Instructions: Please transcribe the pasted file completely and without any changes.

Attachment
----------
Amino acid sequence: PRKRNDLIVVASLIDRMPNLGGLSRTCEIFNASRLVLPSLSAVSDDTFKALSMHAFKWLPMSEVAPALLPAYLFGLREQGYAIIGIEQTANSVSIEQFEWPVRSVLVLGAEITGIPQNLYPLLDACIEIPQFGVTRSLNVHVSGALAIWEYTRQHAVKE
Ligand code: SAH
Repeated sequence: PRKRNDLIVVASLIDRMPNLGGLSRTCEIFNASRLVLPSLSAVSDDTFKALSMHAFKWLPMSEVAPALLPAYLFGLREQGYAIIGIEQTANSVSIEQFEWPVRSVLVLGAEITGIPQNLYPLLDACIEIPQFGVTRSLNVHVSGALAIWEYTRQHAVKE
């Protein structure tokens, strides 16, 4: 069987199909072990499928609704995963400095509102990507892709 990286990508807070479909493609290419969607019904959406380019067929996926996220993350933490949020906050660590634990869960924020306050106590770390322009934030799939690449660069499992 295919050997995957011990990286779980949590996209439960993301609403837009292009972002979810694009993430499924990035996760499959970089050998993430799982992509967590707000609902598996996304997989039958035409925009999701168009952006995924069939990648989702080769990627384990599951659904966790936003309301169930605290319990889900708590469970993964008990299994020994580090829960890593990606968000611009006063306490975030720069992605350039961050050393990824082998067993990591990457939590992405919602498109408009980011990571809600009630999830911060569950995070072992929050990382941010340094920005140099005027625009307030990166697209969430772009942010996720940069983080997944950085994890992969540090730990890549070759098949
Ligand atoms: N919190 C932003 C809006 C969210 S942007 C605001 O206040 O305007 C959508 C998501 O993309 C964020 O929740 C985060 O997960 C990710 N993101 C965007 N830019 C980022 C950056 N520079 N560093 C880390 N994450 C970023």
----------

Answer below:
Amino acid sequence: PRKRNDLIVVASLIDRMPNLGGLSRTCEIFNASRLVLPSLSAVSDDTFKALSMHAFKWLPMSEVAPALLPAYLFGLREQGYAIIGIEQTANSVSIEQFEWPVRSVLVLGAEITGIPQNLYPLLDACIEIPQFGVTRSLNVHVSGALAIWEYTRQHAVKE
Ligand code: SAH
Repeated sequence: PRKRNDLIVVASLIDRMPNLGGLSRTCEIFNASRLVLPSLSAVSDDTFKALSMHAFKWLPMSEVAPALLPAYLFGLREQGYAIIGIEQTANSVSIEQFEWPVRSVLVLGAEITGIPQNLYPLLDACIEIPQFGVTRSLNVHVSGALAIWEYTRQHAVKE
């Protein structure tokens, strides 16, 4: 069987199909072990499928609704995963400095509102990507892709 990286990508807070479909493609290419969607019904959406380019067929996926996220993350933490949020906050660590634990869960924020306050106590770390322009934030799939690449660069499992 295919050997995957011990990286779980949590996209439960993301609403837009292009972002979810694009993430499924990035996760499959970089050998993430799982992509967590707000609902598996996304997989039958035409925009999701168009952006995924069939990648989702080769990627384990599951659904966790936003309301169930605290319990889900708590469970993964008990299994020994580090829960890593990606968000611009006063306490975030720069992605350039961050050393990824082998067993990591990457939590992405919602498109408009980011990571809600009630999830911060569950995070072992929050990382941010340094920005140099005027625009307030990166697209969430772009942010996720940069983080997944950085994890992969540090730990890549070759098949
Ligand atoms: N919190 C932003 C809006 C969210 S942007 C605001 O206040 O305007 C959508 C998501 O993309 C964020 O929740 C985060 O997960 C990710 N993101 C965007 N830019 C980022 C950056 N520079 N560093 C880390 N994450 C970023």